Another Single-Focus Education “Fix”

Apparently, the latest “fad” to enter the education reform arena is an intense focus on “subject mastery,” unfortunately to the exclusion of other skills necessary for student success. There’s nothing wrong with the idea that students need to master the subject matter that they’re supposed to be studying.  Such mastery is absolutely necessary, but again, the reformers, at least all those mentioned in The New York Times article on it on November 28th, are throwing the baby out with the bath water.

They have observed, wonder of wonders, that many students with terrible grades actually know the material, and that many other students with good grades don’t.  They have rightly identified a real problem in many American schools – that appearance and behavior and apparent attitude often result in inflated grades for students who really don’t learn what they should.  Unfortunately, from there, a number have gone to the assumption, and even implemented revamped curricula and standards, that very little besides subject mastery matters.  Homework is downgraded to counting not at all, as are attendance and behavior.

This idiocy – and it is idiocy – ignores so many factors I almost don’t know where to begin.  However… first, homework.  If homework is designed properly, it should both require learning and skills mastery. It should also teach students research skills and get the point across that you just can’t find answers in one place.  Admittedly, all too much homework is indeed busywork, but that’s not a problem with the idea of homework;  it’s a problem with how teachers use homework.  Second, if homework isn’t graded, in our society, unfortunately, it doesn’t get done, because we’ve taught children, by example, that the only things that are important are those that “count,” either in dollars or grades.  If homework doesn’t get done, then skills mastery suffers for most students.  In addition, both higher education and jobs requiring that higher education also require “homework,” doing projects and presentations, research, etc., and removing that facet of education or downplaying it into insignificance does students a great disservice.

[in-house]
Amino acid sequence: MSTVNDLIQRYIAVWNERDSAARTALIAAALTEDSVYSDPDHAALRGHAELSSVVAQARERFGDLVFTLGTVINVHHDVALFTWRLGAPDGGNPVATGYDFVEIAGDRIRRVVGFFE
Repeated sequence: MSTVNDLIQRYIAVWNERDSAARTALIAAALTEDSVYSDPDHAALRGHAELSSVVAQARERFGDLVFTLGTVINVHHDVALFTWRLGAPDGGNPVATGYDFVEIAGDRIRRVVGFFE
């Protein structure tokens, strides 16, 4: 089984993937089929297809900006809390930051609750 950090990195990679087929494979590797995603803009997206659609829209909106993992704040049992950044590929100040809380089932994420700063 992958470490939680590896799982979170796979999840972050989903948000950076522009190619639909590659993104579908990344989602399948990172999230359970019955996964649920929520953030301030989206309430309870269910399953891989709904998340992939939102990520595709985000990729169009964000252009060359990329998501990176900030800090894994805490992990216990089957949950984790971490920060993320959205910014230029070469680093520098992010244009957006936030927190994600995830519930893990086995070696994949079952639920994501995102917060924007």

Second, attendance.  Like it or not, most jobs require attendance.  It doesn’t matter how smart you are, because, if you’re not at work, sooner or later you’re going to get fired.  Discounting attendance because there are a few students bright enough to learn matters without being there – and those students are indeed a minority – sends a societal message that encourages a self-centered and eventually self-destructive attitude.  The same is true about behavior.  Employees who continually misbehave get fired.  College graduates who do the same seldom ever make it in either professional or executive positions.

Students not only have to master skills, but they have to learn how to learn, how to apply that learning in society, and put all three together.  Yes, skills mastery is vital… but without the other factors, it’s also useless.

When will we as a society ever get away from the “one-big-simple-fix” attitude?

1 thought on “Another Single-Focus Education “Fix””

  1. Don says:

    First off, I would like to state that I am in no way an intellectual or a wordsmith. Hell, I never even went to college nor made very good grades in public school. Almost all of this was my fault either due to laziness or lack of interest in the subject of the day. The worst of these subjects were science and math. Which brings me to the part where my bad grades was not completely my fault.

    I have no idea what it’s like at other county school systems but my county seemed to have a very hard time keeping science and math teachers. As soon as we hit 6th grade the periods for math and science were just packed with students, there were twice as many students in these classes then any of the other subjects. The math teacher problem in my state got so bad at one point, they were allowing 4th year college students teach whole classes. Even the really bad math teachers that should have been fired never got fired because the demand was so high.

    Remembering at one point in my Junior year I finally came to the conclusion while siting in Algebra 2. That either people who already knew this stuff didn’t want to share or somebody was killing them off. It sounds crazy, but it made sense to my 16 year old hormone idled brain. A Small part of me still believes this for some reason…

    Anyway, I love your Imager series and I cant wait for book 4!

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